Transport Canada issued the first compliant operator SFOC to a company based in the province of Quebec.
On November 1st, Arpentage Parleciel, a land survey firm based in New Richmond, Qc, received the first compliant operator Special Flight Operations Certificate. This type of SFOC, less restrictitive than a complex or simplified operator type, allow the company to fly almost anywhere in the province of Quebec without prior notification to Transport Canada. Applying to this SFOC required Arpentage Parleciel to prove their compliance on three major criteria: UAV, pilot qualifications and manuals and procedures.
In the present case, the company chose the Infinitejib Surveyor 630. This UAV designed in Ontario for technical data acquisition is listed on the compliant UAV list since May 2016. Its 6 motors in a “Y” configuration enable the aircraft to lift loads up to 4 kg in winds gusting up to 80 km/h. The stability of the Surveyor 630 is making that UAV suitable for professional land surveying operations.
As for training, all the pilots of the company were trained by Spectral Aviation. Based on Transport Canada’s TP15263, the courses allowed Arpentage Parleciel’s employee to gain the required level of knowledge. The certificate provided by the training organization then enabled the New Richmond company to show a solid proof of qualification to the civil aviation regulation body.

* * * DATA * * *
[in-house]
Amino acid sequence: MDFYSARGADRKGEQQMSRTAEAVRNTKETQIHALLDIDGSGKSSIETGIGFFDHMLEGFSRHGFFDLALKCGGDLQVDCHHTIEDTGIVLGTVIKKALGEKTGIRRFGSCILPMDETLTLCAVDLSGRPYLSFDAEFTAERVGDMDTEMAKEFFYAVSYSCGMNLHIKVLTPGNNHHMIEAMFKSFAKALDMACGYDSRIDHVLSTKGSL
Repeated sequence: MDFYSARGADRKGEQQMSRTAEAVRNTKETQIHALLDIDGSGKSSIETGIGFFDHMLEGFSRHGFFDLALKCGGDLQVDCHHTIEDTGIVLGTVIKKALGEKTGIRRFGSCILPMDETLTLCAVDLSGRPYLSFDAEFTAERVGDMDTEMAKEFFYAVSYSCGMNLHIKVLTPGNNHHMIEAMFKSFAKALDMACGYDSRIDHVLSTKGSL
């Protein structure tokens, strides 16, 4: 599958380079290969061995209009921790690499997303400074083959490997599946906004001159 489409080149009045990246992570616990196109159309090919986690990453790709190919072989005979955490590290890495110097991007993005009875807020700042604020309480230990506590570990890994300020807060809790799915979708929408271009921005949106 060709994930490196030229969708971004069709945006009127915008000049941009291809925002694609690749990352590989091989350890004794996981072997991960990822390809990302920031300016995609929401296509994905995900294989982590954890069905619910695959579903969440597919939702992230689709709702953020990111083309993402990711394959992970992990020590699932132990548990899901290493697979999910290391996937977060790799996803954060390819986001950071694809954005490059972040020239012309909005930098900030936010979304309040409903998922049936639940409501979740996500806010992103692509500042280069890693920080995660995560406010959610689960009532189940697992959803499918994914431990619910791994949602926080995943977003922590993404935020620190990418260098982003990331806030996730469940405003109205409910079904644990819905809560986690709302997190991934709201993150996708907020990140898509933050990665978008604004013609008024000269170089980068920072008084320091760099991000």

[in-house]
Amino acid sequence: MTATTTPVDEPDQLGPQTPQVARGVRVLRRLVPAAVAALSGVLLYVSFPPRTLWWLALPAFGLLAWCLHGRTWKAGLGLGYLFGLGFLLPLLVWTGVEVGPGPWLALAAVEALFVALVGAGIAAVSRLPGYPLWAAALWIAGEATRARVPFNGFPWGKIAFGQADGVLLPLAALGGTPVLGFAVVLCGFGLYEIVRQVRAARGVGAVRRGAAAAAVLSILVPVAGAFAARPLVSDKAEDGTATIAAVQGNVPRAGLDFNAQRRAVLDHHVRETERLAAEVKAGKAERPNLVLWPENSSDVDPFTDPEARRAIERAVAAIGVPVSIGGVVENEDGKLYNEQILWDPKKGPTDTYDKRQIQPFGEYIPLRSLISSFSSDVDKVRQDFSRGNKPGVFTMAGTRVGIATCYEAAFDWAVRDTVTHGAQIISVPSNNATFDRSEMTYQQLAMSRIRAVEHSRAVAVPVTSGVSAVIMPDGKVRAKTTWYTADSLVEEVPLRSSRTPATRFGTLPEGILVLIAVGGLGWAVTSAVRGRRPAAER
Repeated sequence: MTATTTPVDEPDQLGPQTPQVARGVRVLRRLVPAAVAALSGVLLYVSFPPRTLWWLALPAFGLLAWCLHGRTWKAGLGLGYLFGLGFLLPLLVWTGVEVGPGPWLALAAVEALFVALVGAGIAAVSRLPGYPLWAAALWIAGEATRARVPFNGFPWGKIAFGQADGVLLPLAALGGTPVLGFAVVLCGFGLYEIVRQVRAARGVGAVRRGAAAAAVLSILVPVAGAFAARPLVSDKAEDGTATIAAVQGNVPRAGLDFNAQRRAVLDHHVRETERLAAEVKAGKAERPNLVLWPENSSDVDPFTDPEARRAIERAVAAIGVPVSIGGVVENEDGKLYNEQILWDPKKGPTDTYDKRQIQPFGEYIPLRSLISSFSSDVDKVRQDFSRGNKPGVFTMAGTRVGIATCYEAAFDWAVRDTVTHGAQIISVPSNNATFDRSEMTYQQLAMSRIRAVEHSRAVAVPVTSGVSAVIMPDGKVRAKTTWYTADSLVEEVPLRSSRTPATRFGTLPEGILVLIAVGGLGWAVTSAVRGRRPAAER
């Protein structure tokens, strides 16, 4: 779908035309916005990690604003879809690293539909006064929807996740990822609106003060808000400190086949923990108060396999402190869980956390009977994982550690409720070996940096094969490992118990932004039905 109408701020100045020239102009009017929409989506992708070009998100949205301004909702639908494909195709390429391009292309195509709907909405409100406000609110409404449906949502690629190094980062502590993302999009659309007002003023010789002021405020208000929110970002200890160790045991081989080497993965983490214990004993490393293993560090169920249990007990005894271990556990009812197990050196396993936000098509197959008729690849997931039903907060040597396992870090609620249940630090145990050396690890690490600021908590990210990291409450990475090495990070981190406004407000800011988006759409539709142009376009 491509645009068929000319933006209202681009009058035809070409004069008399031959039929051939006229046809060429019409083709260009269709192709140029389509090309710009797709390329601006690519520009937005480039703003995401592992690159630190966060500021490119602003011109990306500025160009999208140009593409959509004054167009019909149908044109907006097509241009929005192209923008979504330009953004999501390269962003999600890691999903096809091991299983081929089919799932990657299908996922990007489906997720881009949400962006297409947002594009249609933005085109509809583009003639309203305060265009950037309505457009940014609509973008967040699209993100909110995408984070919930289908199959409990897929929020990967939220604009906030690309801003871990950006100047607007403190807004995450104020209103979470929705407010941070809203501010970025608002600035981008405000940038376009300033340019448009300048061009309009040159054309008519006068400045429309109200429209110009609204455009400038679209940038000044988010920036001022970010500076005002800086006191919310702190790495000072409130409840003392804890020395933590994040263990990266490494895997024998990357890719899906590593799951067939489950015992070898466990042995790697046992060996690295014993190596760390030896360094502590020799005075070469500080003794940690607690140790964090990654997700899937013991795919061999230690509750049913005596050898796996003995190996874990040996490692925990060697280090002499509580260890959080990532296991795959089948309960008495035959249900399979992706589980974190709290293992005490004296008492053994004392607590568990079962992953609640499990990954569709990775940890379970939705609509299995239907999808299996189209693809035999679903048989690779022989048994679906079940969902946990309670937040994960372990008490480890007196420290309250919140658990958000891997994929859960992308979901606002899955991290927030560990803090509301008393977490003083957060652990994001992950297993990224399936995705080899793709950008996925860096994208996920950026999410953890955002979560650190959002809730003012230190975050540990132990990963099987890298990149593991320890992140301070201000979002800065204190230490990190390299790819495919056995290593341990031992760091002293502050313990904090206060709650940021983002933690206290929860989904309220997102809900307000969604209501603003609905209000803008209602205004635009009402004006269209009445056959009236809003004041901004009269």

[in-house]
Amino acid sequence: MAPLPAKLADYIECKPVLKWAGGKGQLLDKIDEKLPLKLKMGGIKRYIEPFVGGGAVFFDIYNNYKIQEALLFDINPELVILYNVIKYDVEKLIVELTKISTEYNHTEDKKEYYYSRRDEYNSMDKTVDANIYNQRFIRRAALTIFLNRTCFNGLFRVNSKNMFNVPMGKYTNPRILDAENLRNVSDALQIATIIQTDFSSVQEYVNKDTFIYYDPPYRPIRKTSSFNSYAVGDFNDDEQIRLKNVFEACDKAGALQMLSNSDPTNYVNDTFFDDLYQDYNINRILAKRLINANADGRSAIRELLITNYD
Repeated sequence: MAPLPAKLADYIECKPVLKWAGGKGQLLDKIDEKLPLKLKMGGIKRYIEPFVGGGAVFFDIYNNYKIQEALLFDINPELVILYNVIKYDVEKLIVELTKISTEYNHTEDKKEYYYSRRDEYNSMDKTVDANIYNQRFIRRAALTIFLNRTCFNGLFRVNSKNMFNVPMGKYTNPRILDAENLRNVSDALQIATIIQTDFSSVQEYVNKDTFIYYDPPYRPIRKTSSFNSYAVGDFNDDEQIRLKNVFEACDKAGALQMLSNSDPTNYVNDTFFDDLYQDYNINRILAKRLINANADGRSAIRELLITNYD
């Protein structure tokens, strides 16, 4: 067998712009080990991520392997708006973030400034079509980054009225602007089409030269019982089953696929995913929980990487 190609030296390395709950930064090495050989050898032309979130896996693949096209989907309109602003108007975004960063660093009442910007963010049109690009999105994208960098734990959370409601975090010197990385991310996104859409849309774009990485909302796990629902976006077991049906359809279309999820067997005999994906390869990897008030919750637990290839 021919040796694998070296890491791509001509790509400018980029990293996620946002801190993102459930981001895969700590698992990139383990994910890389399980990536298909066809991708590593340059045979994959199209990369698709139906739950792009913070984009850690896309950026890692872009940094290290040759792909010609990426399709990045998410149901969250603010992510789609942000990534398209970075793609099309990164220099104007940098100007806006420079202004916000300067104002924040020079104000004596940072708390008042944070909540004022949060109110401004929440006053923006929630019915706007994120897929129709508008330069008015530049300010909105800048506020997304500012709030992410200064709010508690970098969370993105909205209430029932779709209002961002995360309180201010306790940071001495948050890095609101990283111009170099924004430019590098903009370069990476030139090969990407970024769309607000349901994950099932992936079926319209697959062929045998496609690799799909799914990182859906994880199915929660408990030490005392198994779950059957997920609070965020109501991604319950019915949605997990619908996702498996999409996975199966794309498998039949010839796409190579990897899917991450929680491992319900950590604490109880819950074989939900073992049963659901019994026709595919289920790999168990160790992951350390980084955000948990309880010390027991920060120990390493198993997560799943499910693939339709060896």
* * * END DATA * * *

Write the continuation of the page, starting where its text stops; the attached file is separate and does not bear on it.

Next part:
Regarding the development of procedures, the New Richmond based company called on the expertise of Spectral Aviation’s team in order to advise and guide them for the writing of an operations manual containing procedures to meet the requirements of a compliant small UAV operator as stated in the SI 623-001. It was then possible for Arpentage Parleciel to operate for several years under the conditions of complex operator SFOC and thus show their high degree of professionalism and their aptitude to carry out safe operations.
Unlike recent incidents involving UAVs being flown dangerously close to manned aircraft, it is encouraging to see companies increasingly concerned about their safe integration to the Canadian airspace and, while aiming for compliancy, being granted more operational freedom by Transport Canada.